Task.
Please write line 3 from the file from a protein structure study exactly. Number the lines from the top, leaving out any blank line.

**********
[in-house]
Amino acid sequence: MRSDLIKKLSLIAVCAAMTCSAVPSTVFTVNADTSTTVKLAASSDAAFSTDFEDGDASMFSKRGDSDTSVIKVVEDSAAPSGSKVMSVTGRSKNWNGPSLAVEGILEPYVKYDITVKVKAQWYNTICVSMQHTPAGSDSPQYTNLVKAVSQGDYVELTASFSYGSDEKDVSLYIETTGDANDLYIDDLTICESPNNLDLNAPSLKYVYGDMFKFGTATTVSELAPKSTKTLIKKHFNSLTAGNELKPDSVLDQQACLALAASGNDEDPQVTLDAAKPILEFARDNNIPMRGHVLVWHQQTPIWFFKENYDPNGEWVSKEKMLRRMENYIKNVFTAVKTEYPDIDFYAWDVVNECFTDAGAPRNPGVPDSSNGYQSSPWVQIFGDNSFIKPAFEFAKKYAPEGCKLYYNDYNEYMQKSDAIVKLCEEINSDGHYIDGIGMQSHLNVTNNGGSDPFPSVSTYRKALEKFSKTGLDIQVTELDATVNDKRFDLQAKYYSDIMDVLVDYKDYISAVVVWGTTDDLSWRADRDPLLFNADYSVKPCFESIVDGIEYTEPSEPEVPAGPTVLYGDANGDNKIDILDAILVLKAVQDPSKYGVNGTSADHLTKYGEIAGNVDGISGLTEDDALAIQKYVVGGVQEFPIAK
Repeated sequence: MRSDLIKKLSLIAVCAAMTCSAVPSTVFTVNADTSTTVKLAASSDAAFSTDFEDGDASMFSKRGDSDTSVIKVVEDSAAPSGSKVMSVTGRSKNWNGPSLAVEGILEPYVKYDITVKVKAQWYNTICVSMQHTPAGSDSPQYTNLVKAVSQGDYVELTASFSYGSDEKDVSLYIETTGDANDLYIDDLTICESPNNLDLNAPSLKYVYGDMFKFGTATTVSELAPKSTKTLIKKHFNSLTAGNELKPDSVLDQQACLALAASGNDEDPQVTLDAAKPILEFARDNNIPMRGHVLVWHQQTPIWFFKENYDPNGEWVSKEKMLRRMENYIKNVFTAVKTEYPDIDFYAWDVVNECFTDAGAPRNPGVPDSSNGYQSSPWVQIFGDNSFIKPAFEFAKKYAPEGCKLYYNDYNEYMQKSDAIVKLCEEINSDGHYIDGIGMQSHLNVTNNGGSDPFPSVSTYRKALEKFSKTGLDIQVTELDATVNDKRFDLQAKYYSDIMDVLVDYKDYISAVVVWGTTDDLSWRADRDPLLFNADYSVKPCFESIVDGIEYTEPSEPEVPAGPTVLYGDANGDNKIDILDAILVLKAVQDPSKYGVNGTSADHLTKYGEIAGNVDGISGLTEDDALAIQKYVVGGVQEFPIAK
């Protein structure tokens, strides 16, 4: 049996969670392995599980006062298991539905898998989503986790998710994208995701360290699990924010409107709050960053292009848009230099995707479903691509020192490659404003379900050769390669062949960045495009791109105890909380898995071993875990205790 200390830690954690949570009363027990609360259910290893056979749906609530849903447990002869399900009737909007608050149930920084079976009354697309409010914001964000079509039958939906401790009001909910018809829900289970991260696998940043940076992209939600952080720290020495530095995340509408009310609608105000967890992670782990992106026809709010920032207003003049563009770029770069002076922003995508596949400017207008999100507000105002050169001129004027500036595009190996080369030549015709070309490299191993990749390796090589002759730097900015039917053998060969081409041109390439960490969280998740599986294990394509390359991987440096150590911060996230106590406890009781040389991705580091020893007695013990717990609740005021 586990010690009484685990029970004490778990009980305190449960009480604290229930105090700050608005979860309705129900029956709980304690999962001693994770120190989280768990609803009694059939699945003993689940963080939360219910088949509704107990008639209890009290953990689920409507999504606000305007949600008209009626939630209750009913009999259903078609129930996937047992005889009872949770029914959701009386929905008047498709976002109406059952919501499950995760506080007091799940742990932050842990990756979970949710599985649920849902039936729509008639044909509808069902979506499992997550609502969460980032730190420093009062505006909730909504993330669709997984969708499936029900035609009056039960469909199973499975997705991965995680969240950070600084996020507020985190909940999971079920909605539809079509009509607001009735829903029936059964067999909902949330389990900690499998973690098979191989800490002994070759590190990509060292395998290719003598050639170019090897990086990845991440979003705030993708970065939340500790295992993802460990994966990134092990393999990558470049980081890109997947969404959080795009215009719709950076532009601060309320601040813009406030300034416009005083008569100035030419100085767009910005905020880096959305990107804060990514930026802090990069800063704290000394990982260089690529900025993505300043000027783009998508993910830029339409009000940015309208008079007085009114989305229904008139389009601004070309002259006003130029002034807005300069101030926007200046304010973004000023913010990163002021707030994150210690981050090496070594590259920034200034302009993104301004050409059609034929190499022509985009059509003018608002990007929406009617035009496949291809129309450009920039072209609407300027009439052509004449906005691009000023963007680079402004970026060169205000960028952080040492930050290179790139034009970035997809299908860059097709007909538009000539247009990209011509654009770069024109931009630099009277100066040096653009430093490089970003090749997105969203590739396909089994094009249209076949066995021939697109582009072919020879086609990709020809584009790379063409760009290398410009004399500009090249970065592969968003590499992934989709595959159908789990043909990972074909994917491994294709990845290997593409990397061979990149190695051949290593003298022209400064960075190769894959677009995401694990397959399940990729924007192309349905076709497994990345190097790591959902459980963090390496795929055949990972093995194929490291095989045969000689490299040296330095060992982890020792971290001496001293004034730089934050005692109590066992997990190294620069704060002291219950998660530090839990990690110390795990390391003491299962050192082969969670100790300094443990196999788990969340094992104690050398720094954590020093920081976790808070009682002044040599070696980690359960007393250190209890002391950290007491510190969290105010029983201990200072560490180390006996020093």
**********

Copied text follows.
Repeated sequence: MRSDLIKKLSLIAVCAAMTCSAVPSTVFTVNADTSTTVKLAASSDAAFSTDFEDGDASMFSKRGDSDTSVIKVVEDSAAPSGSKVMSVTGRSKNWNGPSLAVEGILEPYVKYDITVKVKAQWYNTICVSMQHTPAGSDSPQYTNLVKAVSQGDYVELTASFSYGSDEKDVSLYIETTGDANDLYIDDLTICESPNNLDLNAPSLKYVYGDMFKFGTATTVSELAPKSTKTLIKKHFNSLTAGNELKPDSVLDQQACLALAASGNDEDPQVTLDAAKPILEFARDNNIPMRGHVLVWHQQTPIWFFKENYDPNGEWVSKEKMLRRMENYIKNVFTAVKTEYPDIDFYAWDVVNECFTDAGAPRNPGVPDSSNGYQSSPWVQIFGDNSFIKPAFEFAKKYAPEGCKLYYNDYNEYMQKSDAIVKLCEEINSDGHYIDGIGMQSHLNVTNNGGSDPFPSVSTYRKALEKFSKTGLDIQVTELDATVNDKRFDLQAKYYSDIMDVLVDYKDYISAVVVWGTTDDLSWRADRDPLLFNADYSVKPCFESIVDGIEYTEPSEPEVPAGPTVLYGDANGDNKIDILDAILVLKAVQDPSKYGVNGTSADHLTKYGEIAGNVDGISGLTEDDALAIQKYVVGGVQEFPIAK